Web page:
In Search of Alternatives to Ag Burning in the Central Valley - West Coast Nut

-Advertisement-

In Search of Alternatives to Ag Burning in the Central Valley

Companies Invest in Non-Burning Alternatives for Nut Orchard Waste as Phase-Out Begins

By Cecilia Parsons | Associate Editor
Published: May 13, 2021 • 625 views

Under the new CARB phase-out, growers with 3,500 acres of trees or less may still apply for a permit to burn prunings and brush piles. The Almond Board said that the number of growers who will receive a permit will be gradually reduced until 2023 (photo courtesy Almond Board of California.)

California agriculture produces millions of tons of woody waste each year, most notably from orchard removals or pruning operations. With the recent decision by the California Air Resources Board to phase out open-field burning in the San Joaquin Valley, growers need to know if there will be economical options for woody waste disposal in the future.

Roger Isom, president of Western Agriculture Processors Association, said flexibility and viable alternatives to agricultural burning are critical, particularly for smaller growers. The co-generation option for wood waste disposal has all but disappeared. While whole orchard recycling is a promising alternative, it may be cost-prohibitive for most small growers. The 2019 Almond Conference included presentations on using woody biomass, a feedstock for renewable fuel and biochemical production, but those projects have yet to come online.

 

Gradual Phase-Out

The San Joaquin Valley Air Pollution Control District will be working on specific agricultural burning regulations and limits. Almond Board of California’s Jesse Roseman, principal analyst in environmental and regulatory affairs, said there would be a period of negotiation with CARB and the District to line out a clear path for growers.

Currently, growers with 3,500 acres of trees or less may still apply for a permit to burn prunings. Almond Board said that the number of growers who will receive a permit will be gradually reduced until 2023 when only operations of less than 50 acres will be allowed to burn orchard removals. The number of permits and acres will continue to be reduced even beyond that.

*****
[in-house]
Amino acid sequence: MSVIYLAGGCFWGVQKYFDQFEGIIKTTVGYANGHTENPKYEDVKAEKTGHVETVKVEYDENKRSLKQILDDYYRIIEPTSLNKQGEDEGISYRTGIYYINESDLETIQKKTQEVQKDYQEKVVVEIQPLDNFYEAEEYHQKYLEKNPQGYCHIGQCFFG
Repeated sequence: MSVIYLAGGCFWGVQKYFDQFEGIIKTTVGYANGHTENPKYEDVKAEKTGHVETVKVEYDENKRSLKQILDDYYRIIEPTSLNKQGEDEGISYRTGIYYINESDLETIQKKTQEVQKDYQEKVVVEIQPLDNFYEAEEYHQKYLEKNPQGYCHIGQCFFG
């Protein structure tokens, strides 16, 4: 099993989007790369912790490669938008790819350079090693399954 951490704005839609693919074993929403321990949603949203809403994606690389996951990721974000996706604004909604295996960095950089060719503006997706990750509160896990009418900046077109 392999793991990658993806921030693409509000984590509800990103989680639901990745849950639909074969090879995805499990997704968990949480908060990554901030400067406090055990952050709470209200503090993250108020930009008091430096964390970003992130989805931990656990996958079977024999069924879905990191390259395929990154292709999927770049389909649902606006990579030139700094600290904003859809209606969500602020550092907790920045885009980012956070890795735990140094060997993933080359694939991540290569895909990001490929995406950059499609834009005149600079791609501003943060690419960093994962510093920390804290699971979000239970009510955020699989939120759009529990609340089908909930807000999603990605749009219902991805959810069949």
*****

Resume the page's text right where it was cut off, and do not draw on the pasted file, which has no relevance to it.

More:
Elaine Trevino, president of Almond Alliance, said in an Almond Board report that while the almond industry has made significant progress in whole orchard recycling programs, that is not a solution for all growers. The current exemptions protect the economic viability of small growers.

Roseman said the valley air district remains under a CARB mandate to reduce agricultural burning between now and 2025. Inaction by the almond industry is not an option, he added. The valley air district must show progress in annual reports or growers could face an immediate ban on burning, Roseman said.

According to the Almond Board, CARB has pledged action over the next six months to support the valley air district’s efforts in phasing out burning.

The board plans to hold a summit on non-burning alternatives and develop outreach materials and programs with UCCE to identify alternatives to orchard and vineyard removals. The summit would address how to get the biomass facilities permitted and built, and how to overcome regulatory hurdles. Energy market policies and incentives and infrastructure would also be discussed.

The summit would also pursue a Clean Biomass/Bioenergy Collaborative across state agencies along with incentive funding for growers from state and federal sources and encourage the use of woody biomass in low carbon uses.

The SJVAPCD has launched Alternative to Agricultural Open Burning Incentive Pilot Program and is accepting applications. The program provides incentives to chip or shred orchard removals for use in soil application.

California nut growers produce millions of tons of woody waste each year, most notably from orchard removals or pruning operations.

Current Efforts

The challenge of disposing woody biomass, given the growth of the tree nut industry in recent years, makes viable alternatives a life or death matter, said renewable energy consultant Jim Stewart. Stewart is assisting West Coast Waste in its renewable energy projects and is a former chairman of the Bioenergy Producers Association.

There are a number of gasification or pyrolysis–related projects in active development or construction in the Central Valley that could consume 1.2 million tons annually of agricultural residues as feedstock for the production of low carbon biofuels or renewable power. Gasification or “high temperature non combustion technology” will be the primary use of ag waste feedstock. These technologies, Stewart said, offer the single most available solution for growers while contributing to improved air quality throughout the Central Valley.